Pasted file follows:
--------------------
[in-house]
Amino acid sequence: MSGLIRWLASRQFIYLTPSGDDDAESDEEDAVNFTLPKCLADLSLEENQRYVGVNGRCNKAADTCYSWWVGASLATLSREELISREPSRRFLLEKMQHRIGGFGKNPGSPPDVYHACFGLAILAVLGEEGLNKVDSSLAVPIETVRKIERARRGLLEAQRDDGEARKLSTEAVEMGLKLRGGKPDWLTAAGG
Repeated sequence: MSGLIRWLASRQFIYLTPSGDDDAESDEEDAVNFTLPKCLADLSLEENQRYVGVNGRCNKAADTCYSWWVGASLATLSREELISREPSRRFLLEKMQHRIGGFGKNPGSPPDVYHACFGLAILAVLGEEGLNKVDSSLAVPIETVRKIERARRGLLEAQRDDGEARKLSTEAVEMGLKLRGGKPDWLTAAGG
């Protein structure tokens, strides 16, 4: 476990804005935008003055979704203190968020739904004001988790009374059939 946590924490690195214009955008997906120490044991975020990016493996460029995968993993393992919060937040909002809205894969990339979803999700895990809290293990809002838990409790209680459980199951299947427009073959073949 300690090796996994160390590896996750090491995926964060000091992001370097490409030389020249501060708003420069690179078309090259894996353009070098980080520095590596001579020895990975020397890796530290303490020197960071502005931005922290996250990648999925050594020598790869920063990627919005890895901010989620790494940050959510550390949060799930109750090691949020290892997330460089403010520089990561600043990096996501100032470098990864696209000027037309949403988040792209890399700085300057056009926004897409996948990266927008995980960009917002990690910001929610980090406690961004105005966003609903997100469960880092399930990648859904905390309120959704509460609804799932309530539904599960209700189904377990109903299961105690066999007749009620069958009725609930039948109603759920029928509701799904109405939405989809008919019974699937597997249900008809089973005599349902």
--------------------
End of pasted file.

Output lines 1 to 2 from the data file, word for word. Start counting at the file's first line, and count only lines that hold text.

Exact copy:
[in-house]
Amino acid sequence: MSGLIRWLASRQFIYLTPSGDDDAESDEEDAVNFTLPKCLADLSLEENQRYVGVNGRCNKAADTCYSWWVGASLATLSREELISREPSRRFLLEKMQHRIGGFGKNPGSPPDVYHACFGLAILAVLGEEGLNKVDSSLAVPIETVRKIERARRGLLEAQRDDGEARKLSTEAVEMGLKLRGGKPDWLTAAGG